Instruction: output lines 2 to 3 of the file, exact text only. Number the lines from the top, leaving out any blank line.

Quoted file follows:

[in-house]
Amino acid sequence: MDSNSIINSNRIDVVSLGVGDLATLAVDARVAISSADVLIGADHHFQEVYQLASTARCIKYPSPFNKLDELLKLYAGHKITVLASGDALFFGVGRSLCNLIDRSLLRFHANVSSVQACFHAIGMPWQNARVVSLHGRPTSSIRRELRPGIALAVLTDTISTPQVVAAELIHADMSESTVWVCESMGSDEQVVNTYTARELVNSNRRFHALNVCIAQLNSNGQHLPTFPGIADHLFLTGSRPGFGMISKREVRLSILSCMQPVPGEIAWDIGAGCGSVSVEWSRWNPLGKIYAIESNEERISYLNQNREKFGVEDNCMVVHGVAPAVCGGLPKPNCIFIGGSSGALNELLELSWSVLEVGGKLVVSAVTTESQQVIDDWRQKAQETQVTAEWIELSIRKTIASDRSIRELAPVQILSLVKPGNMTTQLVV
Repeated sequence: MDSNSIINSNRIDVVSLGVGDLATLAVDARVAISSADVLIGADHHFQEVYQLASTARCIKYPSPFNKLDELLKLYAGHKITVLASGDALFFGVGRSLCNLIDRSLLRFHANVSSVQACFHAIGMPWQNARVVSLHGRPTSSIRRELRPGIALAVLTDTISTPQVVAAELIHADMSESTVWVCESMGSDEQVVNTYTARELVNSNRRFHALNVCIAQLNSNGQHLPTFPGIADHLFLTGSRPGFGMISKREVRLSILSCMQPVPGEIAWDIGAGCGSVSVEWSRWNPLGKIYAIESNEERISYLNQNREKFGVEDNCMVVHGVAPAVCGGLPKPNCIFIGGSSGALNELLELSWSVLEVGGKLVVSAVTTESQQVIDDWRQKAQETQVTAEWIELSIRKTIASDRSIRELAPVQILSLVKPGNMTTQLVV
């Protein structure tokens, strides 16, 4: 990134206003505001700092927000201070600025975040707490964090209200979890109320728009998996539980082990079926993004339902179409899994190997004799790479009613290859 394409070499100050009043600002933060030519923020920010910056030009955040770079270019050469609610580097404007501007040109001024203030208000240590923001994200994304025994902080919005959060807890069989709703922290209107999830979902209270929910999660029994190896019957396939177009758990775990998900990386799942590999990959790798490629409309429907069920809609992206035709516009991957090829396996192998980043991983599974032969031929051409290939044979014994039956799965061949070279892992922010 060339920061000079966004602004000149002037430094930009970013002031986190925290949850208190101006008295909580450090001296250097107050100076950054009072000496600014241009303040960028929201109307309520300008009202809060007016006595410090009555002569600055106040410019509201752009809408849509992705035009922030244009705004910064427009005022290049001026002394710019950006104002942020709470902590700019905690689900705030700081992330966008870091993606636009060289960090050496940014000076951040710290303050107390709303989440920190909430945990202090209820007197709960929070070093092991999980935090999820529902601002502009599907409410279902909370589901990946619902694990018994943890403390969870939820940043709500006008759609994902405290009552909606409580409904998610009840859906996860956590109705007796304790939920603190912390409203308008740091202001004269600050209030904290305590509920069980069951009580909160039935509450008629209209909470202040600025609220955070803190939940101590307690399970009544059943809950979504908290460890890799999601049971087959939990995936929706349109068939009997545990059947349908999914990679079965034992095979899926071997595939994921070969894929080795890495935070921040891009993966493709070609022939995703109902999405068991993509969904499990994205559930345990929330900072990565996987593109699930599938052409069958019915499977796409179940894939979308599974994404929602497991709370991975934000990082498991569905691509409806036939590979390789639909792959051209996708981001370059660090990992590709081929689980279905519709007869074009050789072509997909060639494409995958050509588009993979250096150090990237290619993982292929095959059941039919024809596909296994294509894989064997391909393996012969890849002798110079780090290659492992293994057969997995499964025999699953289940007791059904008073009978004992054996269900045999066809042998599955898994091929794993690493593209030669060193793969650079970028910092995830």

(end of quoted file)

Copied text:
Amino acid sequence: MDSNSIINSNRIDVVSLGVGDLATLAVDARVAISSADVLIGADHHFQEVYQLASTARCIKYPSPFNKLDELLKLYAGHKITVLASGDALFFGVGRSLCNLIDRSLLRFHANVSSVQACFHAIGMPWQNARVVSLHGRPTSSIRRELRPGIALAVLTDTISTPQVVAAELIHADMSESTVWVCESMGSDEQVVNTYTARELVNSNRRFHALNVCIAQLNSNGQHLPTFPGIADHLFLTGSRPGFGMISKREVRLSILSCMQPVPGEIAWDIGAGCGSVSVEWSRWNPLGKIYAIESNEERISYLNQNREKFGVEDNCMVVHGVAPAVCGGLPKPNCIFIGGSSGALNELLELSWSVLEVGGKLVVSAVTTESQQVIDDWRQKAQETQVTAEWIELSIRKTIASDRSIRELAPVQILSLVKPGNMTTQLVV
Repeated sequence: MDSNSIINSNRIDVVSLGVGDLATLAVDARVAISSADVLIGADHHFQEVYQLASTARCIKYPSPFNKLDELLKLYAGHKITVLASGDALFFGVGRSLCNLIDRSLLRFHANVSSVQACFHAIGMPWQNARVVSLHGRPTSSIRRELRPGIALAVLTDTISTPQVVAAELIHADMSESTVWVCESMGSDEQVVNTYTARELVNSNRRFHALNVCIAQLNSNGQHLPTFPGIADHLFLTGSRPGFGMISKREVRLSILSCMQPVPGEIAWDIGAGCGSVSVEWSRWNPLGKIYAIESNEERISYLNQNREKFGVEDNCMVVHGVAPAVCGGLPKPNCIFIGGSSGALNELLELSWSVLEVGGKLVVSAVTTESQQVIDDWRQKAQETQVTAEWIELSIRKTIASDRSIRELAPVQILSLVKPGNMTTQLVV